I always had a very close connection with my grandparents growing up. They lived in the next town over and we saw them often.  I have memories of my “Nanny” taking me to lunch, knitting me sweaters, and just spending time talking.  She said I was the sunshine of her life and I believed her.

When you get to be in your teens, you think the “old people” are so old that they’re out of touch.  As you get older, you find out that they’re more “in touch” with the ways of the world than you are.  They call it like they see it.  They say exactly what’s on their minds.  They don’t care about “standing on ceremony” (as our grandmother says) or worrying that someone won’t include them or will think badly of them.

I think it rubs off.  When I’m around our Florida Grandparents (and Great Aunts, cousins…etc!), I’m not nervous about hurting someone’s feelings.  I speak my mind and they appreciate it.  We have candid conversations and we don’t look for “hidden meanings” or wonder if we meant what we said.  We also have emotional conversations–conversations about gratitude and love and life.  We tell stories and share insights. We say the things most people wait to say until the person has left the earth. We tell each other why we are so appreciative. We laugh. We hug. It’s stripped down and open. It feels like it should be.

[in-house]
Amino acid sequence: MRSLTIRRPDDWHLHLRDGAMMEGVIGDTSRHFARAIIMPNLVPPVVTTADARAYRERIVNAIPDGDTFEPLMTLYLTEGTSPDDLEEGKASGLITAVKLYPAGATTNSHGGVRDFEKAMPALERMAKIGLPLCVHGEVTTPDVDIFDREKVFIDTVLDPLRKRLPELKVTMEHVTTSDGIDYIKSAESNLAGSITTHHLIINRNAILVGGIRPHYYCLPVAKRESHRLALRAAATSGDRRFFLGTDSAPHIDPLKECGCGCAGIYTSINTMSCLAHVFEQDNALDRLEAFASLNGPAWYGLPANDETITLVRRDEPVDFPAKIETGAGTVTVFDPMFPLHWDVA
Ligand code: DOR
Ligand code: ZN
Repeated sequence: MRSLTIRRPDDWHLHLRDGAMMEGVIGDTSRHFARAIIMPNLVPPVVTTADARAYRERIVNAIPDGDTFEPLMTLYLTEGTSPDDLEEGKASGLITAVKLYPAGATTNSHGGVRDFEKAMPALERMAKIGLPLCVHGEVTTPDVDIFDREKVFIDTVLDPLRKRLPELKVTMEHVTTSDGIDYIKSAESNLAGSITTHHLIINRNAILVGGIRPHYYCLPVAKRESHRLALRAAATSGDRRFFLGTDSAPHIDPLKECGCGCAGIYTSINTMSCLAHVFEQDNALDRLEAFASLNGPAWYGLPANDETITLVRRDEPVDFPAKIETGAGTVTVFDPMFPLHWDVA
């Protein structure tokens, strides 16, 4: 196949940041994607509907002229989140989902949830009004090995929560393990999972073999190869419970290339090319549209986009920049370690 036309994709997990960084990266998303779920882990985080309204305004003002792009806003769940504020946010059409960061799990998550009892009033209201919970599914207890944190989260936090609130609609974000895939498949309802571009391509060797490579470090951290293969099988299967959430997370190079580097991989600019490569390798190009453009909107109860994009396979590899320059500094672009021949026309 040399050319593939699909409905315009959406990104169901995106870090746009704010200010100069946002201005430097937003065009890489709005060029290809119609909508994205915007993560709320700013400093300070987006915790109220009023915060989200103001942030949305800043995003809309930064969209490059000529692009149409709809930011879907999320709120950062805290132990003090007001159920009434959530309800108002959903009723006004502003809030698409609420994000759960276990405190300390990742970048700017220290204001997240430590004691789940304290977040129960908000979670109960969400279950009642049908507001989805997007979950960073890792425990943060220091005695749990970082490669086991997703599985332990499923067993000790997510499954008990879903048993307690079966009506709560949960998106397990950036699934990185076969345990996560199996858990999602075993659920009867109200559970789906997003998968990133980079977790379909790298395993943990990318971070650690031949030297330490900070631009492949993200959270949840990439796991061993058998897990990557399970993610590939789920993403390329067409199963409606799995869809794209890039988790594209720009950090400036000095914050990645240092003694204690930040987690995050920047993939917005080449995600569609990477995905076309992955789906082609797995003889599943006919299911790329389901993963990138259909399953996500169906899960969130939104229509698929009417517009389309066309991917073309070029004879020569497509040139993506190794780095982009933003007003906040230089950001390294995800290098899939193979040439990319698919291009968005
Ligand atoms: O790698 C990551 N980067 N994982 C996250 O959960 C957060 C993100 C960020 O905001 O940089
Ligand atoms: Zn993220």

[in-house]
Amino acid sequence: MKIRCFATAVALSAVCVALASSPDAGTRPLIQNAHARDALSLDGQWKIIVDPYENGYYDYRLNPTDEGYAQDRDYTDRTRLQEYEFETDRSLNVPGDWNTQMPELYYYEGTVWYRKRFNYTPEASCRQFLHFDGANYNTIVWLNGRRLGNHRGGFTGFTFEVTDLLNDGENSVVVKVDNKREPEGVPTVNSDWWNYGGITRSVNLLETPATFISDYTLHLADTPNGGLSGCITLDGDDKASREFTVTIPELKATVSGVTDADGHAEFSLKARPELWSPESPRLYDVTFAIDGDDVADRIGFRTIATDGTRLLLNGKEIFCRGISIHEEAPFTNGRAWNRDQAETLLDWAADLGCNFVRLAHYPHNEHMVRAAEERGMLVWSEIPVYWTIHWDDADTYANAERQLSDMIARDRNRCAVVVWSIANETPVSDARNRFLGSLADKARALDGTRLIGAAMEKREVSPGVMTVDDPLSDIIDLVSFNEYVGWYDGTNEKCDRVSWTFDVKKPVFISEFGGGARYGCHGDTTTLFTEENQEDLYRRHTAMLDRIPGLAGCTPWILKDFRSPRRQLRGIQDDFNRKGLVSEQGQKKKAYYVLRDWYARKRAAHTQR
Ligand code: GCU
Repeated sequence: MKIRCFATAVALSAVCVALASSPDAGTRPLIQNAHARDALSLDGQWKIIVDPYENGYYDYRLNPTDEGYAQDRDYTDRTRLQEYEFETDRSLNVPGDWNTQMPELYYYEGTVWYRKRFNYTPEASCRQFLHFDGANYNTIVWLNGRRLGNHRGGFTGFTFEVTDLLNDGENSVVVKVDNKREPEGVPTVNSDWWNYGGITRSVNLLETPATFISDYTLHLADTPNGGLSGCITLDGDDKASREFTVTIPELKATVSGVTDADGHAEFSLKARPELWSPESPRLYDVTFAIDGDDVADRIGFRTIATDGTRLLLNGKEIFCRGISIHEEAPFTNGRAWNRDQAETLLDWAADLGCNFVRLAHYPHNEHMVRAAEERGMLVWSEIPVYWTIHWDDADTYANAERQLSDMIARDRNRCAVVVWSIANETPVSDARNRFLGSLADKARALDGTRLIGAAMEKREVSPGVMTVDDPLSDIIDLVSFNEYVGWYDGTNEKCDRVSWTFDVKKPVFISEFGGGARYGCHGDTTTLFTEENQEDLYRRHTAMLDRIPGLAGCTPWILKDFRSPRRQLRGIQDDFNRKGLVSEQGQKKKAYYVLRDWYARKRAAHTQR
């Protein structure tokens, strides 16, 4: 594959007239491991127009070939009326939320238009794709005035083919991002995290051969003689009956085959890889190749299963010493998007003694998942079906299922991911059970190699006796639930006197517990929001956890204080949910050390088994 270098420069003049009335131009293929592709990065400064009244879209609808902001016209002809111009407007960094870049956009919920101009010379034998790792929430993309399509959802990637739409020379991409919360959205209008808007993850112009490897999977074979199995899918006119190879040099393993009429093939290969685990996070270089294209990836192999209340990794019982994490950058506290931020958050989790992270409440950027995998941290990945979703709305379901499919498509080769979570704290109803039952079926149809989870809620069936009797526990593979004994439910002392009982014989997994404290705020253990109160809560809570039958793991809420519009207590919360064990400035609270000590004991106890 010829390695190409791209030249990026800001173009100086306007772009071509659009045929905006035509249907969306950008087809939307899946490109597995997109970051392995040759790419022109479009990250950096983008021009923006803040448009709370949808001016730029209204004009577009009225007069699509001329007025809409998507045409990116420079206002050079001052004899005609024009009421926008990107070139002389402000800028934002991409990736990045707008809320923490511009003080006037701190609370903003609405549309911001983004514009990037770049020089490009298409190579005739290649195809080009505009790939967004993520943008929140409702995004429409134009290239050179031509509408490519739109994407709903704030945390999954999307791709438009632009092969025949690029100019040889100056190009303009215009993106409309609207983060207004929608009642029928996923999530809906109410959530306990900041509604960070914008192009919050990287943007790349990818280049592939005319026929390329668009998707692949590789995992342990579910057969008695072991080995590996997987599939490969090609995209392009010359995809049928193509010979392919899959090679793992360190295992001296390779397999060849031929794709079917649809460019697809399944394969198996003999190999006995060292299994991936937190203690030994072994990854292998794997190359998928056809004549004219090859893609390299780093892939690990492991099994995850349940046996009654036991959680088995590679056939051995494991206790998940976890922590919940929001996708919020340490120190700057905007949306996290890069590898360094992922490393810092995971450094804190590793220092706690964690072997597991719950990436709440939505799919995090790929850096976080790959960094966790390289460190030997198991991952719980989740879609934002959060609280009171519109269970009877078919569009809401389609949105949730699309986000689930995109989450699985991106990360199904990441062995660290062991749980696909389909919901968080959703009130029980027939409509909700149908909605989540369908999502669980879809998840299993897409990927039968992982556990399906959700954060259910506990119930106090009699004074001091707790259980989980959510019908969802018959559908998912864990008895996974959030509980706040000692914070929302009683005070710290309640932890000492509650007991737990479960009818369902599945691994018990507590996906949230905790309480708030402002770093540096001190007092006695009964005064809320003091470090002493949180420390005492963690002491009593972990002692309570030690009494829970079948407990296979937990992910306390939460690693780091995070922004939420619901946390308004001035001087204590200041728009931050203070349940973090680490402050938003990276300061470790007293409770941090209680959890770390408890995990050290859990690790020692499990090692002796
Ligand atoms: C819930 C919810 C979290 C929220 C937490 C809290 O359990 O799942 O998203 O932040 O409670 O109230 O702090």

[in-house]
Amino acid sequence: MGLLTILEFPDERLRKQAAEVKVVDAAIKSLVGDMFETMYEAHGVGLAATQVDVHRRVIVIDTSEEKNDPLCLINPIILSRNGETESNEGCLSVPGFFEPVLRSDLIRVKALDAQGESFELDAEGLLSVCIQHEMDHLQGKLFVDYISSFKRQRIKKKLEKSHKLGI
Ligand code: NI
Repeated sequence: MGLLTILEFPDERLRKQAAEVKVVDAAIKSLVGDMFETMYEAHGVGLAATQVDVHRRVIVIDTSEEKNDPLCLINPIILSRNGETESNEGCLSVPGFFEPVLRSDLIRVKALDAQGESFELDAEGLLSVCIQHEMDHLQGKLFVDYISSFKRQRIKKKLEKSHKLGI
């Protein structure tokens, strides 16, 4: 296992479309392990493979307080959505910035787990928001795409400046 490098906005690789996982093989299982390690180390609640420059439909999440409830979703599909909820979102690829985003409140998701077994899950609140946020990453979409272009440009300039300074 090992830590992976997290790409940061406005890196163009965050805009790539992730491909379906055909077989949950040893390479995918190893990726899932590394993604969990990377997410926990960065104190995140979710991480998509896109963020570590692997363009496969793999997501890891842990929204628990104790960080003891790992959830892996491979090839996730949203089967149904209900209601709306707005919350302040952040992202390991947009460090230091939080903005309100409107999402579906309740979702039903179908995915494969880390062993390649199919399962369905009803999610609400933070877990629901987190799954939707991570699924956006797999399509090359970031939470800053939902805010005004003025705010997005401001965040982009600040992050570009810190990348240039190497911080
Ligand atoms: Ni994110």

They marveled over every little thing Tallie did.  Every sound, every smile.  They remind us that the simple things should be coveted because time goes fast and, while life is amazing, if you don’t pay attention, you can miss out on the best moments.

But I think the most important thing about visiting grandparents is the relationships that can form between a child and these incredible seniors.  Nobody can teach a child about nurturing, longevity, patience, forgiveness, and lifetime love like Grandparents. In our fast paced world many of us can’t stand to be in a room with the same person for more than 20 minutes—yet they’re spending everyday of 70 years with one another (and “not long enough,” as “Ma” says).  Being with them reveals how it can work.

They’ve already gone “through it all” and they are not loving for what they get in return or trying to compete to get noticed.  They give and share and make us laugh out loud with stories we’ve heard a thousand times.  These are the stories I try to hold in my memory because one day they will be gone. For my daughter’s sake, I must remember.  Who am I kidding? For my sake, I must remember.